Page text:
For George Osborne the Economic News gets Worse

So we have austerity Britain, and the narrative is set.  David Cameron and George Osborne insist on the biggest cuts seen since WWII, the deficit must be eliminated within this parliament, and the UK economy will be stagnating for some time.

The Labour Party have contributed to this ridiculous narrative by also stating they would halve the deficit within 4 years and these alone would have been bigger cuts to public services than Mrs Thatcher achieved in the 1980’s.

The phrase, “cutting too far too quickly”, is becoming as sickening as the insistence that every single policy of the government is justified on the basis that we have a deficit.

However, figures out today have both the left and the right rather questioning their own rhetoric.

Over the past few months we have seen the blame for bad news in the economy blamed on the wrong type of snow; the late Easter holiday; too many bank holidays; and even a dry year! Every growth forecast is revised downwards and every time we think the last bail out has been carried out, another one comes onto the horizon.

Today figures for government borrowing show that despite the flat lining of the economy; no growth for 6 months; higher taxation; the cutting of funding to countless charities; the reversal of promises on not increasing VAT – not getting rid of EMA, Sure Start or reducing family allowance; that the deficit is INCREASING.

As the diagram below shows, kindly provided by the Spectator, borrowing is increasingly rising.  In short the rhetoric is not matching reality.

Over the past year, each month the government has spent MORE than in the equivalent month under the previous government under Gordon Brown.

The austerity narrative has been written and people are scared about their jobs and their standard of living is constantly reducing, yet the problem that the government has said is their main priority, is not being dealt with.

So far, we are experiencing all the downsides of an austerity Britain, but not any of the upsides – the deficit is still growing.

This is especially hard to take when many are now worse off than they have been in the last 7 years, yet the actual real austerity measures have not even taken effect.

The question has to be asked, when they do finally come through, how bad will it get?  If the economy is already flat lining, will we be plunged back into recession?

Time after time we are told that we avoided a slump.  Yet the evidence may not support this view.  It is 3 1/2 years since the crisis started in the financial sector and there is no end in sight.  There are many more shocks to the world economy still to take effect and we are yet to employ the stringent medicine advocated by the IMF and others to reduce the deficits in the UK and elsewhere.

The Labour party have nothing to offer either.  Their policies are incredibly similar to  the governments, yet you would never believe it with the rhetoric we are offered.  Both parties are so hell bent on providing a rhetoric of difference between them, yet in reality there is little difference.  Just where is the alternative?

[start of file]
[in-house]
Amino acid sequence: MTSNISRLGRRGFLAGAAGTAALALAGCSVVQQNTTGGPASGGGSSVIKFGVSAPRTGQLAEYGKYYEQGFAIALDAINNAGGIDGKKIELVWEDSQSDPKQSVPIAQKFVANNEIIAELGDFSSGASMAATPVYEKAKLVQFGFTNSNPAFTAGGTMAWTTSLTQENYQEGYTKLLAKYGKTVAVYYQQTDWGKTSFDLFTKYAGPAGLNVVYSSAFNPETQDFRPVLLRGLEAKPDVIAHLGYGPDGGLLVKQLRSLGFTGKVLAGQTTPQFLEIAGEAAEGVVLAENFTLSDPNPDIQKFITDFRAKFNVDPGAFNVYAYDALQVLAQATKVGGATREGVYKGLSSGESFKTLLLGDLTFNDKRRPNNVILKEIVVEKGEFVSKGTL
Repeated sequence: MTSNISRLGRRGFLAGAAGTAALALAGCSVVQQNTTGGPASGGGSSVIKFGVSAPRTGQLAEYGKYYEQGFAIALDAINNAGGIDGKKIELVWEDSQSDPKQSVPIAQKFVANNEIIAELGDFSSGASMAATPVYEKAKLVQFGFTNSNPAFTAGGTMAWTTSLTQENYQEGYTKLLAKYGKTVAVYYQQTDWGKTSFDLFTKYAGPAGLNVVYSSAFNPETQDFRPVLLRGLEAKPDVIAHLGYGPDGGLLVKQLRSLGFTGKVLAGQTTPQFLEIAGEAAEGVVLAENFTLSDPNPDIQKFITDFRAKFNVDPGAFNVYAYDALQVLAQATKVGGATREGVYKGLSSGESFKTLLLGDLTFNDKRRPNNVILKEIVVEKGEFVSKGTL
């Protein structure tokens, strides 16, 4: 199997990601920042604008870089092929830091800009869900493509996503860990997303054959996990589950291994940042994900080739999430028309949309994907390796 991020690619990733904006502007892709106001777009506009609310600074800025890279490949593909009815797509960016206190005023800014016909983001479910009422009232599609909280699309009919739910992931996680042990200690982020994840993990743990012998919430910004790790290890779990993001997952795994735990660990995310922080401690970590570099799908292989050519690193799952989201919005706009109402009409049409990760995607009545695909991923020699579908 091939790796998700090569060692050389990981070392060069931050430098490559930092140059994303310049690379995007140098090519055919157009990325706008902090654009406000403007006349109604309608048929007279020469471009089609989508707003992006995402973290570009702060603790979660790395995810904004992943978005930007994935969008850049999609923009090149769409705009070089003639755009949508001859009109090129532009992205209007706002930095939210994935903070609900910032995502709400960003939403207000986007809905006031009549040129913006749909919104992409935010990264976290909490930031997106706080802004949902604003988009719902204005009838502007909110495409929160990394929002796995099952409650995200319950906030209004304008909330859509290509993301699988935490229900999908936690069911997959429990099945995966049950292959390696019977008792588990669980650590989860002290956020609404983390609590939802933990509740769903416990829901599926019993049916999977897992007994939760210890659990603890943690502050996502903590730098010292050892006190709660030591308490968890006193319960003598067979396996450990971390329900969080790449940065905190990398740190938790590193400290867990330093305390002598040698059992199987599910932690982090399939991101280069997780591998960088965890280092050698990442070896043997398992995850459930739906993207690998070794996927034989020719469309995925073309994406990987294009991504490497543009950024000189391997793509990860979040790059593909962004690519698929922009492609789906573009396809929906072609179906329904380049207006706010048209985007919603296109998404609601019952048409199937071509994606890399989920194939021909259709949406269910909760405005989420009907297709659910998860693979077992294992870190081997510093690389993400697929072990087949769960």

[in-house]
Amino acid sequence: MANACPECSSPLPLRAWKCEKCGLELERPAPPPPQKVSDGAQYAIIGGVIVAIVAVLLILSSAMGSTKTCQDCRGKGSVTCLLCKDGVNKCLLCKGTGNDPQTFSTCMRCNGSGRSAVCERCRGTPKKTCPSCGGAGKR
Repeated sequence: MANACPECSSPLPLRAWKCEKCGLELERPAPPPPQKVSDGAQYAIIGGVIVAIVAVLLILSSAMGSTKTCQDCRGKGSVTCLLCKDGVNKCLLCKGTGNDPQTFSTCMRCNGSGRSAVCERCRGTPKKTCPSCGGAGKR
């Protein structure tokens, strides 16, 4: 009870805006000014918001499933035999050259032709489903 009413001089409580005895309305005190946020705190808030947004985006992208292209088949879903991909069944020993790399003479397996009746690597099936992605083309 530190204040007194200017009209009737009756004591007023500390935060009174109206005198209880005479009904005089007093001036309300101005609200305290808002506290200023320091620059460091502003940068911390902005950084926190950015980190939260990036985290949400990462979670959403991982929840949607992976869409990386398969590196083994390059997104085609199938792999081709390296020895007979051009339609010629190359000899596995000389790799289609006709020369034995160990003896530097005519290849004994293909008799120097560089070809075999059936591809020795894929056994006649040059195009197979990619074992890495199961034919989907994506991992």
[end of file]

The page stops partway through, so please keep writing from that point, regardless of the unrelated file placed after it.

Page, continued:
In recent weeks David Cameron has started changing the governments tack on this as they are pointing out just how similar the spending cuts would be.  The government has recognised that they have been so successful in their rhetoric and publicity machine that they are taking the flack of austerity that the Labour party should be at least taking in part.

So people are scared and confidence is low; banks are still not reaching their lending targets to small businesses; consumer behaviour has already changed affecting growth – yet the real cuts are yet to bite.

I think the understatement would be “This will be a tough year”.

bb

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2 responses to “For George Osborne the Economic News gets Worse

  1. The austerity wont work. its your Godwins sectorial balance law, innit-

    http://www.nakedcapitalism.com/2010/05/mmt-the-accounting-of-government-budget-deficits.html

    What needs to happen is that he Governemnt needs to increase contingent capital requirements on banks.
    This lowers household debt as banks cant widen the money supply by issuing as much debt.
    To prevent a slump formt he moeny supply contracting and to acoid all the need tf austeirty the governemtn can then directly creeate the money (as reduced taxes, higher public spending or a Citizens allwoance, investment ro whatever).
    No need to raise money on the international money markets and pay interest on the debt. Less household debt. Tamed banking system. No autsterity. Better control of inflation as governemnt rather than banks control the money supply. No repeat foth e 2008 crash as the business cycle is dmpened and there is assett bubble or build up of extreme household debt.

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